Dining Adventure – Levant

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My delightful dining companion, Ms. A, was in town recently for a visit so we had a chance to try out another Portland restaurant. Our first choice was booked solid until 9:30 but Levant looked intriguing and had an earlier reservation, so we decided to check it out. What fortuitous luck – we had a wonderful adventure!

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I perused the menu online when I was investigating dinner options and was intrigued by the Middle Eastern slant with with wonderful sounding ingredients. Butternut squash soup with pomegranate relish? Yes, please! The restaurant has a number of small plates, cold and hot, as well as more substantive main dishes.

We arrived at the restaurant and were seated promptly by the window near the front. We started with sublime cocktails- I had one with violet liqueur and Ms. A had the Bacall; both were pretty to look out, refreshing, and not too sweet. I can’t remember the exact ingredients, alas…

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Not wanting to get too tipsy too quickly, we ordered the Fied garbanzo beans Za’art, which is an addictive little appetizer I could have just kept eating and eating. And eating. Our other starter was lamb cigars with Harissa yogurt. The Harissa sauce was thick, with a nice kick and the fried dough encrusted lamb cigars were quite good.

celery

We had a really hard time deciding whether to go with lots of small plates or the lamb cooked 4 ways or other entree but realized we could taste more things if we had smaller plates. We ordered the fried cauliflower with tahini, brussel sprouts with lamb bacon and preserved lime, and celeriac salad with hazelnuts and parmesan. The roasted flavor of the brussel sprouts with the lamb and date infusion was really interesting, the cauliflower was good, and the celeriac salad was beautifully presented and wonderfully tasty. Somewhere along the way we ordered wine – I had the Côtes de Gascogne, Domaine Chiroulet Gros Manseng/Sauvignon Blanc and Ms. A had the Touraine, Armance B ‘Ampelidae’. We were both pleased with our choices.

At this point our server asked us very nicely if we’d mind moving to a different table so folks with a reservation of four could use our table and the two-top next to us. It was a busy Friday night so I cut them some slack on this but I was surprised.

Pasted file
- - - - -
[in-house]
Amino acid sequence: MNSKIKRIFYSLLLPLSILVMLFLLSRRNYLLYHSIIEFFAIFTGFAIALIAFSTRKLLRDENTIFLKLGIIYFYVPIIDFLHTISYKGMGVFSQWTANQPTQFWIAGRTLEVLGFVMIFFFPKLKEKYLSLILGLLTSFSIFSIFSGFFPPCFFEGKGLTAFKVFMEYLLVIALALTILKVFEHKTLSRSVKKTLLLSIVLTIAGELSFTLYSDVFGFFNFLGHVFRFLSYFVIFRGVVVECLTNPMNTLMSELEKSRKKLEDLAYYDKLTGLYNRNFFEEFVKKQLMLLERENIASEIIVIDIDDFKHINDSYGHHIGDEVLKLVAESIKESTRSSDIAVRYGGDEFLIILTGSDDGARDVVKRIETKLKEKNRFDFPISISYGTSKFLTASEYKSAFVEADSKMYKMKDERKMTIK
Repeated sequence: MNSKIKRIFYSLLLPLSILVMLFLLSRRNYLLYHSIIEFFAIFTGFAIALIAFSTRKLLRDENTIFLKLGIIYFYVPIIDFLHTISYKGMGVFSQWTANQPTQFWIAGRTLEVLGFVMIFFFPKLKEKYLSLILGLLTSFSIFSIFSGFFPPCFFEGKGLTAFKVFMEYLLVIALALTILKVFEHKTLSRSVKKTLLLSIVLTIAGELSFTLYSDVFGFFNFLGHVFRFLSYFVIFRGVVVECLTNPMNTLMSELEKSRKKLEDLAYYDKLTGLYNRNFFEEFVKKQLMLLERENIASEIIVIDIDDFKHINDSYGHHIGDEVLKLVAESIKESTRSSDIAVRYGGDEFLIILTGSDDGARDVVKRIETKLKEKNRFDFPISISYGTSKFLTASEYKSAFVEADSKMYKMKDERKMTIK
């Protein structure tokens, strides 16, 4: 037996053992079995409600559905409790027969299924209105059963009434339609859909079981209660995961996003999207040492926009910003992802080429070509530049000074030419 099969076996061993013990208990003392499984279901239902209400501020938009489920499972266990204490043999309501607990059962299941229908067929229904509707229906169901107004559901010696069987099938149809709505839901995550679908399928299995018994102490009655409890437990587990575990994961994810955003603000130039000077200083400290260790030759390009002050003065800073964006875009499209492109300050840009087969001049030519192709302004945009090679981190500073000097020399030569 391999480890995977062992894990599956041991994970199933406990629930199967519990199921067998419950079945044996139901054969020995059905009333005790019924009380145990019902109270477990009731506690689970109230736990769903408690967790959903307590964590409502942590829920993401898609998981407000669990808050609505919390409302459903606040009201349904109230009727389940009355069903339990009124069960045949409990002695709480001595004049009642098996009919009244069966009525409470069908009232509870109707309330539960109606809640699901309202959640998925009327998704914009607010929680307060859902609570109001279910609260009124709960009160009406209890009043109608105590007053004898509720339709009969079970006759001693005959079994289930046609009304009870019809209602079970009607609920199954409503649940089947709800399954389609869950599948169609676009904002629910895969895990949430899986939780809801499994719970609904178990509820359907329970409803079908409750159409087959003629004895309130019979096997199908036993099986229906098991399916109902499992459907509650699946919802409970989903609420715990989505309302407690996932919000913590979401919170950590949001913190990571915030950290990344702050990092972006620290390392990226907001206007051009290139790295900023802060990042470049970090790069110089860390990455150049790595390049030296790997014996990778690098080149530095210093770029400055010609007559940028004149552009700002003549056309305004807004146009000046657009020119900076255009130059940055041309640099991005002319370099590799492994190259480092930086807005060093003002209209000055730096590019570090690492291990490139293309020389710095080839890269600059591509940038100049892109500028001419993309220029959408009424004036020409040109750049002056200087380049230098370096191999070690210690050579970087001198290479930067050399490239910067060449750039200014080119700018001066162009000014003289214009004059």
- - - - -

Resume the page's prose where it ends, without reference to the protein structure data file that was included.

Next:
Once we finished our savory vegetables, we rested a bit before deciding on dessert. We were both curious about the lemon curd doughnuts with rose jam but the server’s description of the chocolate torte was too tempting to pass up. It was a flourless chocolate base with cardamon, caramel, and a pistachio crunch. It was sublime, truly sublime. We had a glass of old-style madeira with it, and enjoyed our dessert and each other’s company. What a great dinner!

This was one of my favorite meals since Ms. A and I started our dining adventures a few years ago. The flavors and tastes were fresh and interesting, and I’ll definitely go back. I found out later that our next door neighbors were celebrating a birthday there the same night but we didn’t see each other. They also enjoyed their meal very much.

I’ll definitely go back to Levant- I’m craving those garbanzo beans and want to try the lamb. In the meantime, I tried roasting some garbanzo beans with some spices and they were good but not addictively good like Levant’s.

Levant
2448 East Burnside
Portland, Oregon
503.954.2322

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little t american baker

little t american bakeshop
One of my favorite things about Paris is the food, in particular the bread. The experience of going to the local boulangerie to pick up a warm baguette is one of my favorite things to do. There isn’t a little bakery every few blocks here in Portland, but I have found one that has the perfect baguette – little t american bakeshop. The crust is thin and crunchy, and the inside is substantial but not heavy nor under-cooked. Their baguettes are by far the best I’ve had in Portland, and a warm one is ethereal. I never make it home without taking a little nibble on the quignon (heel or tip) of the baguette. I’ve heard the tradition in France is the one who buys the bread gets the quignon – makes perfect sense to me.